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Wake sheriff defends immigration enforcement program

A recent congressional report questions whether the 287(g) immigration program is being used correctly. Sheriff Donnie Harrison says it is.

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RALEIGH, N.C. — A congressional report released this month criticizes the way local and state police agencies enforce immigration laws, saying the program is not being used correctly and could lead to officers misusing their authority.

But Wake County Sheriff Donnie Harrison says he believes 287(g) – the U.S. Immigration and Customs Enforcement's program that gives local law agencies access to federal immigration databases so they can identify illegal immigrants they have arrested – is doing exactly what it was intended to do.

Since last July, when it was introduced in Wake County, more than 1,400 people have been identified as illegal, Harrison said.

In a report last week, however, the U.S. Government Accountability Office found immigration officials did not clearly explain to officers how to use their arrest authority under the program, nor did they tell local officers that the program is meant for the pursuit of serious offenders.

Tony Asion, public safety director with the local Hispanic advocacy group El Pueblo, wants to see the program scrapped, saying many people who are being deported were charged with minor violations, not violent crimes.

"We had a gentleman, not too long ago, who got deported for fishing without a license, and they're calling him a criminal," Asion said. "That's not the intent of the program."

Harrison disagrees.

"That's their opinion. In my opinion, here in Wake County, it's doing exactly what it's intended to do," he said. "And that's take criminals off the streets."

Harrison says the sheriff's office does not target Hispanics, but that if they are arrested, their immigration status will be checked.

"When we catch someone, if we think they need to come to the jail, that's where they come. So why should I look at it any differently?" Harrison said. "That's the way we do business. That's the way we protect and serve the citizens. I'm extremely happy with the way the program is running right now."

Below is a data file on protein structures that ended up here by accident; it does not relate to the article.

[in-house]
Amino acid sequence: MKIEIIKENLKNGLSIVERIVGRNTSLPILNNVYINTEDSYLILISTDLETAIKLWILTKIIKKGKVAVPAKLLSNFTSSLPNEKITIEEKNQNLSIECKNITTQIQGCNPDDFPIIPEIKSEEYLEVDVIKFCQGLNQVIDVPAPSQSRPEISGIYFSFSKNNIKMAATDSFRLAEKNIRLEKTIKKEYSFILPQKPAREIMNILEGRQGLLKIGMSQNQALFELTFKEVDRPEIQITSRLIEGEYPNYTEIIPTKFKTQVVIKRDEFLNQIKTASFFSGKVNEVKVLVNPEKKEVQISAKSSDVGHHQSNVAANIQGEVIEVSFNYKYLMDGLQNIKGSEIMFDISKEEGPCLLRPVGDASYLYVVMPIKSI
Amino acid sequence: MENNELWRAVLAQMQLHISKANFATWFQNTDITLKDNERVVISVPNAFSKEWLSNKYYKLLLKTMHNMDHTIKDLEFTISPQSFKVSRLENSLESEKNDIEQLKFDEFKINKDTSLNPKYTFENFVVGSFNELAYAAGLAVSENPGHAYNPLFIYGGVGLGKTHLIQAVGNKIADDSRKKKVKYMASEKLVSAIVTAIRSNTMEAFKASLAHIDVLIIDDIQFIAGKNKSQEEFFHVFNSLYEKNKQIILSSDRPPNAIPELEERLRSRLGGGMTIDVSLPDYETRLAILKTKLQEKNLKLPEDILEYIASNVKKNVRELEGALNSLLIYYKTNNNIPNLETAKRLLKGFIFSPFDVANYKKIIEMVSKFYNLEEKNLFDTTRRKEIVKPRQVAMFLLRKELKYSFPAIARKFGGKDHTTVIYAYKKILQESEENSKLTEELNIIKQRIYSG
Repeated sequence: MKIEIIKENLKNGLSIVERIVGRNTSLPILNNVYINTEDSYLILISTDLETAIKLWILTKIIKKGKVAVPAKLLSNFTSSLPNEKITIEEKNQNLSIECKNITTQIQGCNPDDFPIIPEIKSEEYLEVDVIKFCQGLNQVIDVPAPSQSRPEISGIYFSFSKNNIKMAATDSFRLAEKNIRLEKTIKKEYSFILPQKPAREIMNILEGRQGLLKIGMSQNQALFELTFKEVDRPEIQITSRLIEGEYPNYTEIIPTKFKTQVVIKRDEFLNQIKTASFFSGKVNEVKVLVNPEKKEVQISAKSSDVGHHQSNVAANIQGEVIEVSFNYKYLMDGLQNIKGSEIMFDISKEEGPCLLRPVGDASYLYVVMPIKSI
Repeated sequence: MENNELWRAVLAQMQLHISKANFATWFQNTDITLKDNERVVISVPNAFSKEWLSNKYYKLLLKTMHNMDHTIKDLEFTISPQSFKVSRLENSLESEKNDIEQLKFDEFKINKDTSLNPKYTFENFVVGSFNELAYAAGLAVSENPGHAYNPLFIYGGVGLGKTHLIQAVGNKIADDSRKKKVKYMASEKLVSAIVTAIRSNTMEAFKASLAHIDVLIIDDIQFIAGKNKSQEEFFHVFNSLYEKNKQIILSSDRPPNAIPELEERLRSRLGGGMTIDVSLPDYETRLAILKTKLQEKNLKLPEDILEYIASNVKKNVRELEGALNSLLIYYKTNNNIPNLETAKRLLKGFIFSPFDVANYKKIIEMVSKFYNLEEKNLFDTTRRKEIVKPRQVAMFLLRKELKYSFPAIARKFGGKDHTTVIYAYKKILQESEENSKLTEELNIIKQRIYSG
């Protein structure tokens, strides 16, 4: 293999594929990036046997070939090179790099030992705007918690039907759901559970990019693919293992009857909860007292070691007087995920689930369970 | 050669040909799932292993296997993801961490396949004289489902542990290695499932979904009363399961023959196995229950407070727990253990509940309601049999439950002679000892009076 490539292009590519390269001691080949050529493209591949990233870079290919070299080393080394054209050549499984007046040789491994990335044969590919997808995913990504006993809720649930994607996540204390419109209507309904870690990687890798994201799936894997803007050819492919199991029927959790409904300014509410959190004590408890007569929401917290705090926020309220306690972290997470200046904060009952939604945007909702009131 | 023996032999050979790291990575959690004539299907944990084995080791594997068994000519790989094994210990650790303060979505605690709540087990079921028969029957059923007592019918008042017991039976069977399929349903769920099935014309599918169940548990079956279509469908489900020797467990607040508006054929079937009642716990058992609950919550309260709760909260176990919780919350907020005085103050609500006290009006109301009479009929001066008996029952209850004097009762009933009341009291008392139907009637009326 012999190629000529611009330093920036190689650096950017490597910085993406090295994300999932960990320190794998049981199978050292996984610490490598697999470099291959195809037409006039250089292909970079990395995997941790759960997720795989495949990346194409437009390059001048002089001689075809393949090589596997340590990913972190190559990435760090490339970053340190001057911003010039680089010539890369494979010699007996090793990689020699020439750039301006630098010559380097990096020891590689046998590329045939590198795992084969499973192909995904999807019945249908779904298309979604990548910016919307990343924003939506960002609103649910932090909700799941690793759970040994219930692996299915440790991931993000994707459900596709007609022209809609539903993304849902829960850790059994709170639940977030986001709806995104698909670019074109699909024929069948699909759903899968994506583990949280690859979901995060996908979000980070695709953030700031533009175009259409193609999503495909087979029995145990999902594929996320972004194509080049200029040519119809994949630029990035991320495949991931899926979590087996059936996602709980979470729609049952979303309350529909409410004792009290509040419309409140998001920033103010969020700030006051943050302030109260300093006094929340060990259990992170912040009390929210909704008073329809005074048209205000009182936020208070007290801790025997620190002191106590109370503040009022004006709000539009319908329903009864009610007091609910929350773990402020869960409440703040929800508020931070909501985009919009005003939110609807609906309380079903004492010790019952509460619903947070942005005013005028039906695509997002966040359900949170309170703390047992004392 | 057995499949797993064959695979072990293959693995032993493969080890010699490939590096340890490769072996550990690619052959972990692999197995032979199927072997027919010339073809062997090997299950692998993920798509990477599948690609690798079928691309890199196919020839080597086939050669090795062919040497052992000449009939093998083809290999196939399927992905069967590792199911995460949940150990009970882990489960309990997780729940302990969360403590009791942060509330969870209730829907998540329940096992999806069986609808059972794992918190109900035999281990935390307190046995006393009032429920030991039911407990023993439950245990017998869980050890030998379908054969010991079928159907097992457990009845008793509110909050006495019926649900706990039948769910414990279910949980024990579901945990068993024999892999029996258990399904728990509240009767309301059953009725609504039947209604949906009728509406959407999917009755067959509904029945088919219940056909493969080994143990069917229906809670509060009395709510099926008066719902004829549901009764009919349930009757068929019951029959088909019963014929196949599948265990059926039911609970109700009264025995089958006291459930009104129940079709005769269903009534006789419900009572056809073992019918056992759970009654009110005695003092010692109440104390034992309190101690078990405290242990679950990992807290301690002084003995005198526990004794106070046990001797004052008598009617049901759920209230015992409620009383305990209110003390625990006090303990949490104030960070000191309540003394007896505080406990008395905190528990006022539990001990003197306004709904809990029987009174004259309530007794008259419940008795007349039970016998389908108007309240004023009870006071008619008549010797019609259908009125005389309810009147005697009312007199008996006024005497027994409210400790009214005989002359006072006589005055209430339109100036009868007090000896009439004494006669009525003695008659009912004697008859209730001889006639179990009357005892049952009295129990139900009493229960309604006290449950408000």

The congressional report says the big question is whether the results are worth the $40 million required to fund the project.

While startup costs for the Wake County program totaled several hundred thousand dollars, Harrison says it costs a little more than $150,000 to run the program annually. Despite county budget problems, Harrison says 287(g) is one program he intends to keep.

As of October, 67 local and state law enforcement agencies in 23 states had signed agreements to participate in the 287(g) program, and more are on a waiting list.

Cumberland, Alamance and five other counties already participate in the program in North Carolina, and last year, more than 3,000 illegal immigrants were deported from the state.

The 13-year-old program, which carries the name of the section of immigration law where it is described, had one participant through 2002, but grew rapidly in 2007 and 2008, after Congress failed to pass immigration-reform bills.

Homeland Security Secretary Janet Napolitano has ordered a review of several of her department's programs, including the 287(g) partnerships.

Last month, the University of North Carolina at Chapel Hill School of Law released a report criticizing the program, saying it leads to profiling. The authors, however, admitted they have no concrete evidence to prove their claim and that the study is based on anecdotal reports.


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